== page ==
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Learned Hand

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With the courage which only comes of justified self-confidence, he dared to rest his case upon its strongest point, and so avoided that appearance of weakness and uncertainty which comes of a clutter of arguments. Few lawyers are willing to do this; it is the mark of the most distinguished talent.
--
"In Memory of Charles Neave" (1938).

 
Learned Hand

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The greatest hero of Greece was Hercules. He was a personage of quite another order from the great hero of Athens, Theseus. He was what all Greece, except Athens, most admired. The Athenians were different from the other Greeks, and their hero therefore was different. Theseus was, of course, bravest of the brave, as all heroes are; but, unlike other heroes, he was as compassionate as he was brave, and a man of great intellect as well as great bodily strength. It was natural that the Athenians should have such a hero, because they valued thought and ideas, as no other part of the country did. In Theseus their ideal was embodied. But Hercules embodied what the rest of Greece most valued. His qualities were those the Greeks in general honored and admired. Except for unflinching courage, they were not those that distinguished Theseus. Hercules was the strongest man on earth, and he had the supreme self-confidence magnificent physical strength gives. He considered himself on an equality with the gods.

 
Edith Hamilton
 

With uncertainty in one scale, courage and self-confidence should be thrown into the other to correct the balance. The greater they are, the greater the margin that can be left for accidents.

 
Carl von Clausewitz
 

A decline in courage may be the most striking feature that an outside observer notices in the West today. The Western world has lost its civic courage, both as a whole and separately, in each country, in each government, in each political party, and, of course, in the United Nations. Such a decline in courage is particularly noticeable among the ruling and intellectual elites, causing an impression of a loss of courage by the entire society. There are many courageous individuals, but they have no determining influence on public life.
Political and intellectual functionaries exhibit this depression, passivity, and perplexity in their actions and in their statements, and even more so in their self-serving rationales as to how realistic, reasonable, and intellectually and even morally justified it is to base state policies on weakness and cowardice. And the decline in courage, at times attaining what could be termed a lack of manhood, is ironically emphasized by occasional outbursts and inflexibility on the part of those same functionaries when dealing with weak governments and with countries that lack support, or with doomed currents which clearly cannot offer resistance. But they get tongue-tied and paralyzed when they deal with powerful governments and threatening forces, with aggressors and international terrorists.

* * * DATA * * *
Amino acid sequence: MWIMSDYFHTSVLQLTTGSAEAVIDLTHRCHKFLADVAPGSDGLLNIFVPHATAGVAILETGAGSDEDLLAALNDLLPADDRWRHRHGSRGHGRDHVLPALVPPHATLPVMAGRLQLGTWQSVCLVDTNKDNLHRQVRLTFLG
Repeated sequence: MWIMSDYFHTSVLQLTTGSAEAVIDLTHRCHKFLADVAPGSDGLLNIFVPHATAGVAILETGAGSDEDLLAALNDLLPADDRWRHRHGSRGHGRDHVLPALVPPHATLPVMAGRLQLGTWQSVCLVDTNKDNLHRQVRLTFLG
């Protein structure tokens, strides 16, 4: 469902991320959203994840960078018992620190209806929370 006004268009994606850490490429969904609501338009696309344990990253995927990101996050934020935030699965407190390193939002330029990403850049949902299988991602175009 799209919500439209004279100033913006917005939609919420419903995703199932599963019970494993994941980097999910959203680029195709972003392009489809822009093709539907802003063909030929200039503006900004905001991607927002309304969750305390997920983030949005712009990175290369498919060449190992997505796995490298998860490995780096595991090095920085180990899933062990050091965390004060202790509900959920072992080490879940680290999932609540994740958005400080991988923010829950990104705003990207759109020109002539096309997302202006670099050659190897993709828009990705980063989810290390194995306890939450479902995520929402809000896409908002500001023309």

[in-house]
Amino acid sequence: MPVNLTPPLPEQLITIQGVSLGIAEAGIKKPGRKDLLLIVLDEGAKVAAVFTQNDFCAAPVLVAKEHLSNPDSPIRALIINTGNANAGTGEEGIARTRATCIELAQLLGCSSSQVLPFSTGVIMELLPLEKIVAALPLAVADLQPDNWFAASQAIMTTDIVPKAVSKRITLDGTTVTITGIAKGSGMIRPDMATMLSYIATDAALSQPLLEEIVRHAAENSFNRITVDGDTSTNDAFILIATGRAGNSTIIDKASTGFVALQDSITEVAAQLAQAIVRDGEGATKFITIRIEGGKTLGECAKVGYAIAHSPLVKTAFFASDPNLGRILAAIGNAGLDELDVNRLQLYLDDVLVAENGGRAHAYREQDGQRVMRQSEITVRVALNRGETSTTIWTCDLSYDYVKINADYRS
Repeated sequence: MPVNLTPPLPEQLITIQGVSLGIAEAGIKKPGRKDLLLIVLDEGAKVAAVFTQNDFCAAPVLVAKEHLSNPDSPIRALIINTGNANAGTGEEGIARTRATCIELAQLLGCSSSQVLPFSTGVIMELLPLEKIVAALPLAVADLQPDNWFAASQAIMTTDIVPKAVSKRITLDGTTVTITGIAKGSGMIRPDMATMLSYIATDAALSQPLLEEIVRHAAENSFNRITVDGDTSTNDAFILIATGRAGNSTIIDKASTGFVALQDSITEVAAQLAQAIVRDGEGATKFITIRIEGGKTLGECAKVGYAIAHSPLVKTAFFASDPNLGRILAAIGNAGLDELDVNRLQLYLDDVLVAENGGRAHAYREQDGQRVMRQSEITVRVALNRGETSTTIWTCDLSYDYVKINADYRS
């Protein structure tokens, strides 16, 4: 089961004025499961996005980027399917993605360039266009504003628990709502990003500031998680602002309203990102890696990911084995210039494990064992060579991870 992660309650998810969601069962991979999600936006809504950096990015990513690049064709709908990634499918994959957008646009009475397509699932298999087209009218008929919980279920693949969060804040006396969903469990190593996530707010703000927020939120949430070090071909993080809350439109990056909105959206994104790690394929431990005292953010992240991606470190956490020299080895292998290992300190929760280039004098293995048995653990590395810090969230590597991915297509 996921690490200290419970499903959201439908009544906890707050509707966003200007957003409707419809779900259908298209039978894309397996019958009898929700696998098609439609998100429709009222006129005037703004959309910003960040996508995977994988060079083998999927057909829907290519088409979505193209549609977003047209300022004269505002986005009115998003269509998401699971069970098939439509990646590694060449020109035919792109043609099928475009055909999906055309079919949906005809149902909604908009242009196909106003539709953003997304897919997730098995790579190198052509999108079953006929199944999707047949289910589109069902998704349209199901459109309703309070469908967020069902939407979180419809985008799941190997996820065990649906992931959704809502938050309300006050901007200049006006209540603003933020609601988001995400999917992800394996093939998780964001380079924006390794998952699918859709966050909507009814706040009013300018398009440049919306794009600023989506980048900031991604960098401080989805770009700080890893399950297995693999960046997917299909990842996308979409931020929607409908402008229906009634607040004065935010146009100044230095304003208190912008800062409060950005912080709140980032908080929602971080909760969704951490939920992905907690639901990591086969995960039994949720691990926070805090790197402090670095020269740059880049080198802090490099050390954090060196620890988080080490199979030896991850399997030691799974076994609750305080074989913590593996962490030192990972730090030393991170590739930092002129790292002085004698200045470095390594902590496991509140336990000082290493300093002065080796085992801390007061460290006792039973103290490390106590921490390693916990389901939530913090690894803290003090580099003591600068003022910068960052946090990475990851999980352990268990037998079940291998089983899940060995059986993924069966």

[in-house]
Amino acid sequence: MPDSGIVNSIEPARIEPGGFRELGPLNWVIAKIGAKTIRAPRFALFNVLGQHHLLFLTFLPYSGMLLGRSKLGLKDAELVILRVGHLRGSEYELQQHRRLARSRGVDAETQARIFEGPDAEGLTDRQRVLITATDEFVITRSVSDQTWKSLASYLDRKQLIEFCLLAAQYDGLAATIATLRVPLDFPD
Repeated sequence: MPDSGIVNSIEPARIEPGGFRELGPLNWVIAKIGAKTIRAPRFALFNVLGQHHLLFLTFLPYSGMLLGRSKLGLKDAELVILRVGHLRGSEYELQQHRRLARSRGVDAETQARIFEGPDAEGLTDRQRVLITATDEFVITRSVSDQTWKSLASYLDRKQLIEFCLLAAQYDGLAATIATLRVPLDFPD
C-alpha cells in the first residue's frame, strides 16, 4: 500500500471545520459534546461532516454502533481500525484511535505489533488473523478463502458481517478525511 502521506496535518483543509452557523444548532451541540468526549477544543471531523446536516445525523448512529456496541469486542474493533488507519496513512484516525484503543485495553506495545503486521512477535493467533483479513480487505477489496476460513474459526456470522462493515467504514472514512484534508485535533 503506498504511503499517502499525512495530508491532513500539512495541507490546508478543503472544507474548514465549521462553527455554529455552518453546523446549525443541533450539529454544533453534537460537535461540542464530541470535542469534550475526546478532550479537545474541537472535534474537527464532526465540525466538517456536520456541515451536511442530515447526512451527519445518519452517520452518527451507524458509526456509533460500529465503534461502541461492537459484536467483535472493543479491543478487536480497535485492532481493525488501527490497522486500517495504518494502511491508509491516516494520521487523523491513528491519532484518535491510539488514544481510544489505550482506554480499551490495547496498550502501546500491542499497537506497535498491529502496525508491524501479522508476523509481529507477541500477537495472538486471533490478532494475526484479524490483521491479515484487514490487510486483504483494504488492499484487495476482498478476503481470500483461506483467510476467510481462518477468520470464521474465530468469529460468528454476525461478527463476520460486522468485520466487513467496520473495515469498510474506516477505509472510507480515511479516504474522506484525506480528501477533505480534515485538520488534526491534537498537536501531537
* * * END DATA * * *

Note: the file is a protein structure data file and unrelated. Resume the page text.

Should one point out that from ancient times decline in courage has been considered the beginning of the end?

 
Aleksandr Solzhenitsyn
 

I may illustrate this by two very different examples of human behaviour: that of a man who pushes a child into the water with the intention of drowning it; and that of a man who sacrifices his life in an attempt to save the child. Each of these two cases can be explained with equal ease in Freudian and in Adlerian terms. According to Freud the first man suffered from repression (say, of some component of his Oedipus complex), while the second man had achieved sublimation. According to Adler the first man suffered from feelings of inferiority (producing perhaps the need to prove to himself that he dared to commit some crime), and so did the second man (whose need was to prove to himself that he dared to rescue the child). I could not think of any human behaviour which could not be interpreted in terms of either theory. It was precisely this fact that they always fitted, that they were always confirmed which in the eyes of their admirers constituted the strongest argument in favour of these theories. It began to dawn on me that this apparent strength was in fact their weakness.

 
Karl Popper
 

A means can be justified only by its end. But the end in its turn needs to be justified, From the Marxist point of view, which expresses the historical interests of the proletariat, the end is justified if it leads to increasing the power of man over nature and to the abolition of the power of man over man.

 
Leon Trotsky
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